Suffering those eternal torments, Jesus cried out, “My God, My God, why have You forsaken Me?” How could the Father do this to His own Son? This is the price that had to be paid for your sin, so you would not have to pay it. This is what it took. It isn’t pretty. It should unsettle you to know how seriously God looks upon sin. Don’t turn your eyes away! This is your sin hanging on that cross. It is also your salvation. We sing hymn #297, vv. 2-3 (“Stricken, Smitten, and Afflicted”).
V. “I thirst.” (Psalm 69:21, John 19:29)
The next words of Jesus come from the 69th Psalm. There it says, “You know my reproach, and my shame and my dishonor; my foes are all known to you. Reproaches have broken my heart, so that I am in despair. I looked for pity, but there was none, and for comforters, but I found none. They gave me poison for food, and for my thirst they gave me sour wine to drink” (vv. 19-21). This Psalm expresses Jesus’ anguish as He suffered hell on the cross. No one was there to comfort Him; He suffered alone. But now His suffering was coming to an end. And “to fulfill the Scripture” (Joh. 19:28), Jesus said, “I thirst.” He had consumed the cup of His Father’s wrath; He had emptied it to the bottom (Mat. 26:39,42).
Instead of this cup of suffering, the Lord now offers you the cup of salvation. He gives His own precious blood for you to drink, and His own holy body for you to eat. He received “sour wine” for His thirst (Joh. 19:29). You receive the sweet wine of His forgiveness, along with His promise of a hunger-free, thirst-free eternity in heaven. We sing hymn #331, vv. 8-9 (“A Lamb Goes Uncomplaining Forth”).
VI. “It is finished!” (John 19:30, also Matthew 27:50, Mark 15:37, Luke 23:46)
Six hours on the cross—three of them in darkness—was that enough? Was Justice satisfied? Was the redemption of sinners accomplished? With a loud cry, Jesus said, “It is finished!” He did not say, “I’ve done My part, now you do yours!” He said the work is complete. Salvation does not require His works plus your works, His righteousness plus your righteousness. He did it all. All of it is yours by faith in Him.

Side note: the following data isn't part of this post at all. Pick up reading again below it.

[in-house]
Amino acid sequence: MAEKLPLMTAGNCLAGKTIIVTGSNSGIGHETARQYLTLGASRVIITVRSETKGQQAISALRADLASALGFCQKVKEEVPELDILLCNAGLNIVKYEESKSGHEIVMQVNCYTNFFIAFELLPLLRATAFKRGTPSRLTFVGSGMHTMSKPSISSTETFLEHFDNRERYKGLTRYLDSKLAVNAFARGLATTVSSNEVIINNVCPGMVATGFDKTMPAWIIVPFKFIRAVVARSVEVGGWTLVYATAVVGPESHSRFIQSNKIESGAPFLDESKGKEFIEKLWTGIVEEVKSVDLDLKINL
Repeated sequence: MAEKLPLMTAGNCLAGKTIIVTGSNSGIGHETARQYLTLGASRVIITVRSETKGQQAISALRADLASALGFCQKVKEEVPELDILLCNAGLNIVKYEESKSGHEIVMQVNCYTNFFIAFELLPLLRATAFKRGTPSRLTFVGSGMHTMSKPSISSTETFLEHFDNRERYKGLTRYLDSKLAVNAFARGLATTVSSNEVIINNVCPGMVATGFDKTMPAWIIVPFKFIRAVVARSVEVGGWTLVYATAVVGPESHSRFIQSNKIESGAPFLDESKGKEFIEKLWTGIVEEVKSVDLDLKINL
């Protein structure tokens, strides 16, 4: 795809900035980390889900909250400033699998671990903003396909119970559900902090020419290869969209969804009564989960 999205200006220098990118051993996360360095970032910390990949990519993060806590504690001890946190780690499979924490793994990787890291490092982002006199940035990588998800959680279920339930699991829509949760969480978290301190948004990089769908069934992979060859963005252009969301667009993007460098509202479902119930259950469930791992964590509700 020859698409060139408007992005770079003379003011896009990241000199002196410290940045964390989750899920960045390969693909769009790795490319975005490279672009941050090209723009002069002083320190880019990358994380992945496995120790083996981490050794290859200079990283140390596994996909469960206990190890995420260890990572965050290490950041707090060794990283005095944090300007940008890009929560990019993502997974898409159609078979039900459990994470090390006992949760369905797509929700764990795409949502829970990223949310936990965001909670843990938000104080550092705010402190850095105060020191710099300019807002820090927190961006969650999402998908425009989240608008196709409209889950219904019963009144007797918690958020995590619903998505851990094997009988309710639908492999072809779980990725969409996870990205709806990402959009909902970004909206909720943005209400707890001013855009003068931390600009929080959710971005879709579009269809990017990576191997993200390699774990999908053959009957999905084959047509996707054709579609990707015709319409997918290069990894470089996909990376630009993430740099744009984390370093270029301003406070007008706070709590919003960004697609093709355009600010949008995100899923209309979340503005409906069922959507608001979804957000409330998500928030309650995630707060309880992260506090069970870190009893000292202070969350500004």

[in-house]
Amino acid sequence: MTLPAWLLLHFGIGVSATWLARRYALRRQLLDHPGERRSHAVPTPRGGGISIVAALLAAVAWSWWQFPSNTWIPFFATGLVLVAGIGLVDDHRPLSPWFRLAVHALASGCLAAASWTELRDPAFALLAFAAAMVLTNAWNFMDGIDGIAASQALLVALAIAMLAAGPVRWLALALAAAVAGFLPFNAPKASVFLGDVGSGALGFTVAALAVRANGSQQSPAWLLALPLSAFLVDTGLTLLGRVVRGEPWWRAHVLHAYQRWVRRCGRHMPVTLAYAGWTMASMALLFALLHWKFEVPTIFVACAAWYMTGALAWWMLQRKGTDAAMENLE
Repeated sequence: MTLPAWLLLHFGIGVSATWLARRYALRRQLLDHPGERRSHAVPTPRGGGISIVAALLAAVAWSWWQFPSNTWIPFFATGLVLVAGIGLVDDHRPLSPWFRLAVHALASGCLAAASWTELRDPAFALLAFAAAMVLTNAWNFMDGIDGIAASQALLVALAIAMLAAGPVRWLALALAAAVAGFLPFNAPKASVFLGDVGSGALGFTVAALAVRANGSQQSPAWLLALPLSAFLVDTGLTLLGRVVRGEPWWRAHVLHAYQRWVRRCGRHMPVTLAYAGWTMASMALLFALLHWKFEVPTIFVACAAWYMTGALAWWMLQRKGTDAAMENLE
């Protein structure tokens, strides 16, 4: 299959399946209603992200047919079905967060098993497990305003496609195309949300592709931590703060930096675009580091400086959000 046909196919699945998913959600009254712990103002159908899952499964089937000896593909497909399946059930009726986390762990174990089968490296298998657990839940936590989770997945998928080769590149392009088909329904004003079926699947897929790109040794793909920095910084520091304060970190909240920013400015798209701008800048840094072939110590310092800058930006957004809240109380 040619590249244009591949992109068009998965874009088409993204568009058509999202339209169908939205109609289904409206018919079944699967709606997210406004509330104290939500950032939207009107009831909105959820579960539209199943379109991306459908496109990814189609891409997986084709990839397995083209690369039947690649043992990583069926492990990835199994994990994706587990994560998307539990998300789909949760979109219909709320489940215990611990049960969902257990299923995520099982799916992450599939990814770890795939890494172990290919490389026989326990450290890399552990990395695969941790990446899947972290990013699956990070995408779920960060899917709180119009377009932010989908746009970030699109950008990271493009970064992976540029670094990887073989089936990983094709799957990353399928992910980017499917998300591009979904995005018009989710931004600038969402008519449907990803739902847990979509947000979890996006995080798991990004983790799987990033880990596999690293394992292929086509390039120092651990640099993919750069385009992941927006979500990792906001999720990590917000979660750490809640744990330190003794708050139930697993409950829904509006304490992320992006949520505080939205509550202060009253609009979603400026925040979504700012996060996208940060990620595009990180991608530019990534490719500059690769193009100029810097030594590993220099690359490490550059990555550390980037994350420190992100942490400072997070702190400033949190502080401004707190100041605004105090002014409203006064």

But that does not mean you should feel secure in your sins. You should not think that you can do whatever you want and live however you like, since salvation does not depend on you. Jesus died on the cross to free you from sin, not to free you to sin. He broke the chains of your sin and death, so you could live for Him in His kingdom.
Looking upon the crucified Christ, no one should be prideful about his own goodness. And no one should despair because of his own sins. Jesus speaks these words, “It is finished!” for all people. Jesus willingly went to the cross for you. He is ever ready to forgive you and strengthen you for His blessed service. We sing hymn #284, vv. 2-3 (“Go to Dark Gethsemane”).
VII. “Father, into Your hands I commit My spirit.” (Psalm 31:5, Luke 23:46)
With His final words, Jesus gives words to the faithful that they can confidently use at their death. Before breathing His last, Jesus said, “Father, into Your hands I commit My spirit.” No longer was He forsaken by His Father. His work to save sinners was complete. But He still had to die. His soul had to separate from His body and be committed to His Father’s keeping, just as yours will be at your death.